Contacts and ContactsUI

Using Address Book information in a Xamarin.iOS app

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last updated: 2016-02

This article covers working with the new Contacts and Contacts UI frameworks in a Xamarin.iOS app. These frameworks replace the existing Address Book and Address Book UI used in previous versions of iOS.

With the introduction of iOS 9, Apple has released two new frameworks, Contacts and ContactsUI, that replace the existing Address Book and Address Book UI frameworks used by iOS 8 and earlier.

The two new frameworks contain the following functionality:

  • Contacts - Provides access to the user's contact list data. Because most apps only require read-only access, this framework has been optimized for thread safe, read-only access.

  • ContactsUI - Provides Xamarin.iOS UI elements to display, edit, select and create contacts on iOS devices.

Note: The existing AddressBook and AddressBookUI frameworks use by iOS 8 (and prior) have been deprecated in iOS 9 and should be replaced with the new Contacts and ContactsUI frameworks as soon as possible for any existing Xamarin.iOS app. New apps should be written against the new frameworks.

In the following sections, we'll take a look at these new frameworks and how to implement them in a Xamarin.iOS app.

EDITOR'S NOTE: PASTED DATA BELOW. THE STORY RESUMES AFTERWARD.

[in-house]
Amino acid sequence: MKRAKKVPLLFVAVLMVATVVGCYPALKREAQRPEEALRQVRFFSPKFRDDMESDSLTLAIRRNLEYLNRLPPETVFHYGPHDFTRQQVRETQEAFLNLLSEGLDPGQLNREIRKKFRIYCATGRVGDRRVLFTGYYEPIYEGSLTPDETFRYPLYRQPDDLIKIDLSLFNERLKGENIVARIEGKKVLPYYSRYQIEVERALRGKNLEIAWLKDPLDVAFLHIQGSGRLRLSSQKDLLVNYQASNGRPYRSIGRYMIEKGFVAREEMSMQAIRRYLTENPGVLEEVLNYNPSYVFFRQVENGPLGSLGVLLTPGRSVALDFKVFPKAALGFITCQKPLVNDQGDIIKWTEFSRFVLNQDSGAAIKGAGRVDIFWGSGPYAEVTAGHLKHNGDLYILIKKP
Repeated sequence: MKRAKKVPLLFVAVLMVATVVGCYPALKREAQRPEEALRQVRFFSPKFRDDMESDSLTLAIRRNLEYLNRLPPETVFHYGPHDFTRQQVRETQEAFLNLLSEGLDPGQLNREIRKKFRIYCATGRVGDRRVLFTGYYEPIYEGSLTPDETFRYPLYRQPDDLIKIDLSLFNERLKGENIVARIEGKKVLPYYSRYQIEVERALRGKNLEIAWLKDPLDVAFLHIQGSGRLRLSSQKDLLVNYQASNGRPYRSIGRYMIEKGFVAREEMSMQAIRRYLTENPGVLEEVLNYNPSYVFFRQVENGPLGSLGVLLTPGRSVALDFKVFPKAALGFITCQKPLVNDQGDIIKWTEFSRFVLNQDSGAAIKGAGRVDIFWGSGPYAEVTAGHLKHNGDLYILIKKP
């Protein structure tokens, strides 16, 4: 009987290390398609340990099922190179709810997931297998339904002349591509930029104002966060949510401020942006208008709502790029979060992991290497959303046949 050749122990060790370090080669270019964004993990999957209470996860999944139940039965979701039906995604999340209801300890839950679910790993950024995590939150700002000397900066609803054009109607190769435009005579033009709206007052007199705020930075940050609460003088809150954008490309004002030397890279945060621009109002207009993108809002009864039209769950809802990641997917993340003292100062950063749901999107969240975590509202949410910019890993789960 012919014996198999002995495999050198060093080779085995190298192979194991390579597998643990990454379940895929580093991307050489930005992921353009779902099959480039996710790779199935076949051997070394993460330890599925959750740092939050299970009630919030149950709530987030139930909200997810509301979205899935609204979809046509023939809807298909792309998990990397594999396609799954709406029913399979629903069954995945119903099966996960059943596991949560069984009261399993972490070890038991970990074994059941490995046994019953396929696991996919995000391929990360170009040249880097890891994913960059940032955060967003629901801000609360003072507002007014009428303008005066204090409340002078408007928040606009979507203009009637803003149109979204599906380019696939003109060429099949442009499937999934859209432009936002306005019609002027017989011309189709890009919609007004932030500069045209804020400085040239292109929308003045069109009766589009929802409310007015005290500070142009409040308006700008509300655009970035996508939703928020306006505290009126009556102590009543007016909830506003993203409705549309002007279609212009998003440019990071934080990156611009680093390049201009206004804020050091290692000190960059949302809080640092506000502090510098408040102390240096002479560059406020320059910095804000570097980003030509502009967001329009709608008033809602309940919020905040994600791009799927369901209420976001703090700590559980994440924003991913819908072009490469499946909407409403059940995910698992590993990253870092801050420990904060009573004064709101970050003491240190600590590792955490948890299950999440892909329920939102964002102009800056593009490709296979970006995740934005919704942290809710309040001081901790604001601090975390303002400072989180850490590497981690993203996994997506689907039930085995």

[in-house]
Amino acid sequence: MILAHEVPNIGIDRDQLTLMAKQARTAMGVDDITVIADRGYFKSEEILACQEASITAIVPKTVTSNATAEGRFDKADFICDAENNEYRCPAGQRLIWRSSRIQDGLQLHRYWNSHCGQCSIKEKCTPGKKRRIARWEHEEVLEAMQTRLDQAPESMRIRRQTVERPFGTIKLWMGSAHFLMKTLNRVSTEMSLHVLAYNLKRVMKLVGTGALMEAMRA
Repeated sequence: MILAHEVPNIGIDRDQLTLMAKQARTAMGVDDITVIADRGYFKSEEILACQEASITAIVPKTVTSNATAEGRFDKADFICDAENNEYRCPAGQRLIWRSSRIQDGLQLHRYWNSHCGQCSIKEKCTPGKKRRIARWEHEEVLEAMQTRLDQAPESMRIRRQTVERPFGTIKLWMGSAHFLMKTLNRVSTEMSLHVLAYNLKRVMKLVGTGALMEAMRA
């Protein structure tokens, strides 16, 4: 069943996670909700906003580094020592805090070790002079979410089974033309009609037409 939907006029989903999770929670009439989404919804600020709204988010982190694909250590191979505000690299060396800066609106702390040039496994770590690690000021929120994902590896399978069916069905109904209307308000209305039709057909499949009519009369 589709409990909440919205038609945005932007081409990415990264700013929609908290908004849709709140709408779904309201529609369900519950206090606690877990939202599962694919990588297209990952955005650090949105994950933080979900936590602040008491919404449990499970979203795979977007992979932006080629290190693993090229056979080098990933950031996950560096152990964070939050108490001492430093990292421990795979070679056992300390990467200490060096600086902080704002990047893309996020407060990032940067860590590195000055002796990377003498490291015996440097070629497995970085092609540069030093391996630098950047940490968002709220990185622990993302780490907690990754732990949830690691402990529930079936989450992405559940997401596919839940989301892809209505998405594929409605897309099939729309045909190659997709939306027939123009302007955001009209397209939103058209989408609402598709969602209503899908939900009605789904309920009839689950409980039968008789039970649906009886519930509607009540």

The Contacts Framework

The Contacts Framework provides Xamarin.iOS access to the user's contact information. Because most apps only require read-only access, this framework has been optimized for thread safe, read-only access.

Contact Objects

The CNContact class provides thread safe, read-only access to a contact's properties such as Name, Address or Phone Numbers. CNContact functions like a NSDictionary and contains multiple, read-only collections of properties (such as addresses or phone numbers):

For any property that can have multiple values (such as email address or phone numbers), they will be represented as an array of NSLabeledValue objects. NSLabeledValue is a thread safe tuple consisting of a read-only set of labels and values where the label defines the value to the user (for example Home or Work email). The Contacts framework provides a selection of predefined labels (via the CNLabelKey and CNLabelPhoneNumberKey static classes) that you can use in your app or you have the option of defining custom labels for your needs.

For any Xamarin.iOS app that needs to adjust the values of an existing contact (or create new ones), use the NSMutableContact version of the class and its sub classes (such as CNMutablePostalAddress).

For example, the follow code will create a new contact and add it to the user's collection of contacts:

// Create a new Mutable Contact (read/write)
var contact = new CNMutableContact();

// Set standard properties
contact.GivenName = "John";
contact.FamilyName = "Appleseed";

// Add email addresses
var homeEmail = new CNLabeledValue<NSString>(CNLabelKey.Home, new NSString("john.appleseed@mac.com"));
var workEmail = new CNLabeledValue<NSString>(CNLabelKey.Work, new NSString("john.appleseed@apple.com"));